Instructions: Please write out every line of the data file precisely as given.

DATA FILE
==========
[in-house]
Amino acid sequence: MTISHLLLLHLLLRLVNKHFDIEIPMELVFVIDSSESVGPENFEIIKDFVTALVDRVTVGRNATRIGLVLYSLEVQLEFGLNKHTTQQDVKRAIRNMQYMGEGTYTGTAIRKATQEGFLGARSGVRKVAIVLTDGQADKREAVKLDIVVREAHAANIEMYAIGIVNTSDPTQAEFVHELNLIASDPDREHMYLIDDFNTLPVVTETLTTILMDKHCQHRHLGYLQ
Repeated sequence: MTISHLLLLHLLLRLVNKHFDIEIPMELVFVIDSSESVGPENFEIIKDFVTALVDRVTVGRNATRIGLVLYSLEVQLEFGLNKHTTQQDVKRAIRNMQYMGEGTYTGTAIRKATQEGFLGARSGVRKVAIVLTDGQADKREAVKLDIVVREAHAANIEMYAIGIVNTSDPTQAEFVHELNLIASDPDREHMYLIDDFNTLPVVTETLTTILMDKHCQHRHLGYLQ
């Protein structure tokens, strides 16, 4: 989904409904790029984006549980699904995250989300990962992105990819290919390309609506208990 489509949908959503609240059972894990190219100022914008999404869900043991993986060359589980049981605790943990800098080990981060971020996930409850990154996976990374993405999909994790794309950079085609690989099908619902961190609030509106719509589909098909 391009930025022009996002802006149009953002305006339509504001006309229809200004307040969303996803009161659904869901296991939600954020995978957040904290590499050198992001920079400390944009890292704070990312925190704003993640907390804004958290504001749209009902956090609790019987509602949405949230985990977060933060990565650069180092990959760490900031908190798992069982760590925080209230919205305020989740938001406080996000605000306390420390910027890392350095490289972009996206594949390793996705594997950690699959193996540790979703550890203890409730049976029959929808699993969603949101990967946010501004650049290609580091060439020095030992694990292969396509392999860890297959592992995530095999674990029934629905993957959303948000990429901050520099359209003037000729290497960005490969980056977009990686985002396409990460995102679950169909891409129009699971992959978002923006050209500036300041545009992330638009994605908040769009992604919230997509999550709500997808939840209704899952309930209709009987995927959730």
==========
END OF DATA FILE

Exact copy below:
[in-house]
Amino acid sequence: MTISHLLLLHLLLRLVNKHFDIEIPMELVFVIDSSESVGPENFEIIKDFVTALVDRVTVGRNATRIGLVLYSLEVQLEFGLNKHTTQQDVKRAIRNMQYMGEGTYTGTAIRKATQEGFLGARSGVRKVAIVLTDGQADKREAVKLDIVVREAHAANIEMYAIGIVNTSDPTQAEFVHELNLIASDPDREHMYLIDDFNTLPVVTETLTTILMDKHCQHRHLGYLQ
Repeated sequence: MTISHLLLLHLLLRLVNKHFDIEIPMELVFVIDSSESVGPENFEIIKDFVTALVDRVTVGRNATRIGLVLYSLEVQLEFGLNKHTTQQDVKRAIRNMQYMGEGTYTGTAIRKATQEGFLGARSGVRKVAIVLTDGQADKREAVKLDIVVREAHAANIEMYAIGIVNTSDPTQAEFVHELNLIASDPDREHMYLIDDFNTLPVVTETLTTILMDKHCQHRHLGYLQ
């Protein structure tokens, strides 16, 4: 989904409904790029984006549980699904995250989300990962992105990819290919390309609506208990 489509949908959503609240059972894990190219100022914008999404869900043991993986060359589980049981605790943990800098080990981060971020996930409850990154996976990374993405999909994790794309950079085609690989099908619902961190609030509106719509589909098909 391009930025022009996002802006149009953002305006339509504001006309229809200004307040969303996803009161659904869901296991939600954020995978957040904290590499050198992001920079400390944009890292704070990312925190704003993640907390804004958290504001749209009902956090609790019987509602949405949230985990977060933060990565650069180092990959760490900031908190798992069982760590925080209230919205305020989740938001406080996000605000306390420390910027890392350095490289972009996206594949390793996705594997950690699959193996540790979703550890203890409730049976029959929808699993969603949101990967946010501004650049290609580091060439020095030992694990292969396509392999860890297959592992995530095999674990029934629905993957959303948000990429901050520099359209003037000729290497960005490969980056977009990686985002396409990460995102679950169909891409129009699971992959978002923006050209500036300041545009992330638009994605908040769009992604919230997509999550709500997808939840209704899952309930209709009987995927959730």